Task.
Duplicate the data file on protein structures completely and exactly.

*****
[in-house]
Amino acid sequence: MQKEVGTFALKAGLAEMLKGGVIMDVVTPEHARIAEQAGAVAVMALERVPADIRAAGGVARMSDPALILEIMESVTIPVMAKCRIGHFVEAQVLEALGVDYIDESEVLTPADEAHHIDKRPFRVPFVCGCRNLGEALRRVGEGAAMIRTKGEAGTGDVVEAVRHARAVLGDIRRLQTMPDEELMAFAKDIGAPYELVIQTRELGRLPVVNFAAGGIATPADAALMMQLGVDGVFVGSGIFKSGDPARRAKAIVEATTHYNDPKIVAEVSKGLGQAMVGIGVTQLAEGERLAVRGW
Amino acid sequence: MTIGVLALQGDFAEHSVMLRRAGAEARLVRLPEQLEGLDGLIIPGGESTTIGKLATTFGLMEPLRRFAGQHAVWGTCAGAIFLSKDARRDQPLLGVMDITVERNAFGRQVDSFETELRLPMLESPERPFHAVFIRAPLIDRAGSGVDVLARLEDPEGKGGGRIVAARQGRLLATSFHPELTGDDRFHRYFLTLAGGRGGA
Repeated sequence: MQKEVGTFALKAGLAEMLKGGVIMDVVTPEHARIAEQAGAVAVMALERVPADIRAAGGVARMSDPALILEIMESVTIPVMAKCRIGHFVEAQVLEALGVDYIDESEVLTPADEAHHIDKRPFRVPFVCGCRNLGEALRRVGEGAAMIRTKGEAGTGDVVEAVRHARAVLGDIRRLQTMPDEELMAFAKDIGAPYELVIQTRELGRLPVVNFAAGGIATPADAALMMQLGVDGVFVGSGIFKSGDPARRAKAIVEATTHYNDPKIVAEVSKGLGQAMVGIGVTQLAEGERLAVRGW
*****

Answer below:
[in-house]
Amino acid sequence: MQKEVGTFALKAGLAEMLKGGVIMDVVTPEHARIAEQAGAVAVMALERVPADIRAAGGVARMSDPALILEIMESVTIPVMAKCRIGHFVEAQVLEALGVDYIDESEVLTPADEAHHIDKRPFRVPFVCGCRNLGEALRRVGEGAAMIRTKGEAGTGDVVEAVRHARAVLGDIRRLQTMPDEELMAFAKDIGAPYELVIQTRELGRLPVVNFAAGGIATPADAALMMQLGVDGVFVGSGIFKSGDPARRAKAIVEATTHYNDPKIVAEVSKGLGQAMVGIGVTQLAEGERLAVRGW
Amino acid sequence: MTIGVLALQGDFAEHSVMLRRAGAEARLVRLPEQLEGLDGLIIPGGESTTIGKLATTFGLMEPLRRFAGQHAVWGTCAGAIFLSKDARRDQPLLGVMDITVERNAFGRQVDSFETELRLPMLESPERPFHAVFIRAPLIDRAGSGVDVLARLEDPEGKGGGRIVAARQGRLLATSFHPELTGDDRFHRYFLTLAGGRGGA
Repeated sequence: MQKEVGTFALKAGLAEMLKGGVIMDVVTPEHARIAEQAGAVAVMALERVPADIRAAGGVARMSDPALILEIMESVTIPVMAKCRIGHFVEAQVLEALGVDYIDESEVLTPADEAHHIDKRPFRVPFVCGCRNLGEALRRVGEGAAMIRTKGEAGTGDVVEAVRHARAVLGDIRRLQTMPDEELMAFAKDIGAPYELVIQTRELGRLPVVNFAAGGIATPADAALMMQLGVDGVFVGSGIFKSGDPARRAKAIVEATTHYNDPKIVAEVSKGLGQAMVGIGVTQLAEGERLAVRGW